Stop Smoking for Our Children's Sake
- Press Conference on 29 May 2002

Press Conference on 29th May 2002
jointly hosted by Hong Kong College of Paediatricians,
Hong Kong Paediatric Society,
and Hong Kong Society of Paediatric Respirology
Title: Stop Smoking for Our Children's Sake

Our Stand

  1. We denounce tobacco smoking in any environment with children because of its effects on the child's health and future.
  2. Our research, coupled with data generated from overseas, have revealed convincing evidence that second hand smoking causes overwhelming effects on children.
  3. Such effects pose a highly significant burden on our health care system, not to mention the economic effects on the rest of the family.
  4. We therefore urge the Government, medical and health professionals, and the public to pay special attention to the effects of smoking on children.
  5. We support the Government's attempts to ban smoking in all public places and in-door environments where children are present.
  6. We urge all medical professionals to join hands in persuading smoking parents to quit smoking for their children's' sake, and be alert to the possible effects of passive smoking on children's health.
  7. We are deeply concerned about the rising numbers of teenage smokers in Hong Kong, and feel that the Government and the public should join hands to prevent young people from starting to smoke. This would require serious efforts to counteract the effects of advertisements targeting at young people.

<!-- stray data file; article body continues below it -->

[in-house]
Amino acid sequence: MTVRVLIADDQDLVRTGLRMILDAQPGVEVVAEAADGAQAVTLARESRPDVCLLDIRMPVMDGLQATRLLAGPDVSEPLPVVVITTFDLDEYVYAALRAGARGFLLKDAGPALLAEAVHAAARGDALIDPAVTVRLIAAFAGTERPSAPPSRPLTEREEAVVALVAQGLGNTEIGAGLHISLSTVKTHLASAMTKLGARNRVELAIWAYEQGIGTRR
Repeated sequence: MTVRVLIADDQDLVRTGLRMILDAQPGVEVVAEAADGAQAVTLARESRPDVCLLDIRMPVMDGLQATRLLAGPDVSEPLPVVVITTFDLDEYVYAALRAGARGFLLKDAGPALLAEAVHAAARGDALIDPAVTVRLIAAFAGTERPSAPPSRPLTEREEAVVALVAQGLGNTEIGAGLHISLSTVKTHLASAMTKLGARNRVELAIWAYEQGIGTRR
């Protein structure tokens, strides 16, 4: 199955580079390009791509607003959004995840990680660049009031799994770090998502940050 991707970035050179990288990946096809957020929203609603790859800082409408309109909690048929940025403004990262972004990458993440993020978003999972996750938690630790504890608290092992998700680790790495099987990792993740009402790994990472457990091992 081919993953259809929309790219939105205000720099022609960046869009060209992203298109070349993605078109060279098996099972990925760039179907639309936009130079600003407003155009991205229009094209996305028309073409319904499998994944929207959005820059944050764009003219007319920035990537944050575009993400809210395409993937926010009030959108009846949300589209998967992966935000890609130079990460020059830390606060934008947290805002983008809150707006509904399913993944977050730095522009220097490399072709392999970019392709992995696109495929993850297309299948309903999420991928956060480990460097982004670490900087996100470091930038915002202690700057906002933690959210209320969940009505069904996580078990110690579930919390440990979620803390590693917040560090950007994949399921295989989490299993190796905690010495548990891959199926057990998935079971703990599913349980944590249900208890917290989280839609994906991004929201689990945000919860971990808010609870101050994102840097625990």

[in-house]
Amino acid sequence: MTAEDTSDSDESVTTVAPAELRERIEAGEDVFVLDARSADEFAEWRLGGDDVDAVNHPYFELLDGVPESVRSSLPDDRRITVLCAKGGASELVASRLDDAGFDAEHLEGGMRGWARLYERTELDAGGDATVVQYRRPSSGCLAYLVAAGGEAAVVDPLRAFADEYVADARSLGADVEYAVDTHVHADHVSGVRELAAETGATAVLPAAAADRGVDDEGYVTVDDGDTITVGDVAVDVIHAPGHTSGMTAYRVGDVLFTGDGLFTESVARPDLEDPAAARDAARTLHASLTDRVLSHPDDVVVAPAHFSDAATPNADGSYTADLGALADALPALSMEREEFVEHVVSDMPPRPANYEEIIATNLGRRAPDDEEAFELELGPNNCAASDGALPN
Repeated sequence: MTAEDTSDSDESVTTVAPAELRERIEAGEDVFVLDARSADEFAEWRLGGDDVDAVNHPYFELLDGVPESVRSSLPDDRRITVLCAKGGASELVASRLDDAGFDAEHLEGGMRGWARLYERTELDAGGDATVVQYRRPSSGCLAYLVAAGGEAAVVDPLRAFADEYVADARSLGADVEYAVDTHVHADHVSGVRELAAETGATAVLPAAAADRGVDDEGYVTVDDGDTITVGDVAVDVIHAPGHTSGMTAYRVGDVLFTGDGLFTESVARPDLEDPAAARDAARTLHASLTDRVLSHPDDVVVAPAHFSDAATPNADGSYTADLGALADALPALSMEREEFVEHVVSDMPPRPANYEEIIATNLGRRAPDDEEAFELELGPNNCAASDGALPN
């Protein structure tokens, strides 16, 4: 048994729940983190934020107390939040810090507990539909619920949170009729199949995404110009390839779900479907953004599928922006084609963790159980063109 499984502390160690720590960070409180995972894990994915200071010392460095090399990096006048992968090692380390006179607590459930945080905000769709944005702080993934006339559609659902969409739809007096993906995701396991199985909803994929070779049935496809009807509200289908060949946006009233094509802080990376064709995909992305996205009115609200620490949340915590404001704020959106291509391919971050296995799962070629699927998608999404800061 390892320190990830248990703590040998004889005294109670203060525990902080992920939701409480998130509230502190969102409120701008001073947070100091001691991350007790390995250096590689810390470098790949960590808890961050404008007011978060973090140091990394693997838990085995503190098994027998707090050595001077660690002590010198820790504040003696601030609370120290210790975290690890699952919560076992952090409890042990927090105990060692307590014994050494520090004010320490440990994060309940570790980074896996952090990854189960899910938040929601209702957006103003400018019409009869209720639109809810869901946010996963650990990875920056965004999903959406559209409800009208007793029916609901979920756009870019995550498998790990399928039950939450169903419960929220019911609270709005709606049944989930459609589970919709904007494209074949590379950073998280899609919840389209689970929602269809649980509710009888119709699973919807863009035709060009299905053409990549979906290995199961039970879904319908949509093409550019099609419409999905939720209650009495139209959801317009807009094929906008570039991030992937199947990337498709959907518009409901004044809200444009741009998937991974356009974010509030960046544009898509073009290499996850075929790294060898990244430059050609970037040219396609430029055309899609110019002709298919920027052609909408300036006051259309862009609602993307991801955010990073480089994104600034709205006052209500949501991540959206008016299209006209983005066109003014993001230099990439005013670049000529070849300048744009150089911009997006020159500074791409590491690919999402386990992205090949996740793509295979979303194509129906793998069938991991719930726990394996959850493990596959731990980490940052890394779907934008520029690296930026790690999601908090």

8. We are aware that the smoking cessation clinics run by the Hospital Authority are providing valuable help to adults who want to quit smoking. But for those teenagers who may want to quit, these clinics may not be able to cater to their styles and needs.

Our Proposals

  1. We urge the Government, the Legislative Council, and all other bodies concerned to make it possible to ban smoking in all public places and in-door environments including restaurants, so as to minimise the effect of passive smoking on children.
  2. The 3 bodies have collaborated to form a Paediatric Anti-smoking Task Force to look into the matter. 'A Doctor's Anti-smoking Kit' will be prepared to help doctors understand the magnitude of the problem, and to help them to present the case of quiting smoking to the parents. All doctors who take care of children would be asked to participate.
  3. We also urge the Government and public bodies concerned to pay special attention to the effects of tobacco advertisements on teenagers, and to institute attempts to counteract such effects.
  4. Efforts should also be made to help teenagers to quit smoking if they so wish. We would urge the Government to establish special smoking cessation clinics for teenagers as this group of individuals require different approaches and treatment methods apart from adult smokers.

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